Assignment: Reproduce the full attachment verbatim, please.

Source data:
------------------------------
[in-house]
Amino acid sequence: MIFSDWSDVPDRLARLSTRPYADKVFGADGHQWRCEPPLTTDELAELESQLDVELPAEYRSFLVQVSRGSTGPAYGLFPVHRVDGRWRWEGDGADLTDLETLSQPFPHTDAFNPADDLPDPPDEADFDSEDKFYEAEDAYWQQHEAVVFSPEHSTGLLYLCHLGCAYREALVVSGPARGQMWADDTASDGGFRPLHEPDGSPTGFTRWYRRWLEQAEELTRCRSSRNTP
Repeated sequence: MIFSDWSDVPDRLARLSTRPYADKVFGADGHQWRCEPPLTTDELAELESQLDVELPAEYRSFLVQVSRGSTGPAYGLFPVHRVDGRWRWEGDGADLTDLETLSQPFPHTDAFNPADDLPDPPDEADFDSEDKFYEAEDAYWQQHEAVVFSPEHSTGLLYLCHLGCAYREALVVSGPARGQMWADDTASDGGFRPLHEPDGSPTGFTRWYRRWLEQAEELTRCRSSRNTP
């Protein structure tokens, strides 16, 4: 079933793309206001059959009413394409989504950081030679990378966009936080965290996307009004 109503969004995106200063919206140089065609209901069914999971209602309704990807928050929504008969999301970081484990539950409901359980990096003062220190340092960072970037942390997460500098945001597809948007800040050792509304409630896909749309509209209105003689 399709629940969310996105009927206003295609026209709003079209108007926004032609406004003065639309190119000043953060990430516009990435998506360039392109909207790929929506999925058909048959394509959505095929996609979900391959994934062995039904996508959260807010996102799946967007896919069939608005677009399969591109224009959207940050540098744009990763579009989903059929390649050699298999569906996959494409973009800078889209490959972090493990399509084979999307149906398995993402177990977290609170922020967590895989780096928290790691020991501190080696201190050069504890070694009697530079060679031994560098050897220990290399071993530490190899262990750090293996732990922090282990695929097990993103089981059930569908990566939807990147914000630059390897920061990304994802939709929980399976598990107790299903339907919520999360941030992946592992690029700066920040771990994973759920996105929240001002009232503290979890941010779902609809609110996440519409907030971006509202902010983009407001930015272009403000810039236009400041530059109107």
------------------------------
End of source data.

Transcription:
[in-house]
Amino acid sequence: MIFSDWSDVPDRLARLSTRPYADKVFGADGHQWRCEPPLTTDELAELESQLDVELPAEYRSFLVQVSRGSTGPAYGLFPVHRVDGRWRWEGDGADLTDLETLSQPFPHTDAFNPADDLPDPPDEADFDSEDKFYEAEDAYWQQHEAVVFSPEHSTGLLYLCHLGCAYREALVVSGPARGQMWADDTASDGGFRPLHEPDGSPTGFTRWYRRWLEQAEELTRCRSSRNTP
Repeated sequence: MIFSDWSDVPDRLARLSTRPYADKVFGADGHQWRCEPPLTTDELAELESQLDVELPAEYRSFLVQVSRGSTGPAYGLFPVHRVDGRWRWEGDGADLTDLETLSQPFPHTDAFNPADDLPDPPDEADFDSEDKFYEAEDAYWQQHEAVVFSPEHSTGLLYLCHLGCAYREALVVSGPARGQMWADDTASDGGFRPLHEPDGSPTGFTRWYRRWLEQAEELTRCRSSRNTP
């Protein structure tokens, strides 16, 4: 079933793309206001059959009413394409989504950081030679990378966009936080965290996307009004 109503969004995106200063919206140089065609209901069914999971209602309704990807928050929504008969999301970081484990539950409901359980990096003062220190340092960072970037942390997460500098945001597809948007800040050792509304409630896909749309509209209105003689 399709629940969310996105009927206003295609026209709003079209108007926004032609406004003065639309190119000043953060990430516009990435998506360039392109909207790929929506999925058909048959394509959505095929996609979900391959994934062995039904996508959260807010996102799946967007896919069939608005677009399969591109224009959207940050540098744009990763579009989903059929390649050699298999569906996959494409973009800078889209490959972090493990399509084979999307149906398995993402177990977290609170922020967590895989780096928290790691020991501190080696201190050069504890070694009697530079060679031994560098050897220990290399071993530490190899262990750090293996732990922090282990695929097990993103089981059930569908990566939807990147914000630059390897920061990304994802939709929980399976598990107790299903339907919520999360941030992946592992690029700066920040771990994973759920996105929240001002009232503290979890941010779902609809609110996440519409907030971006509202902010983009407001930015272009403000810039236009400041530059109107």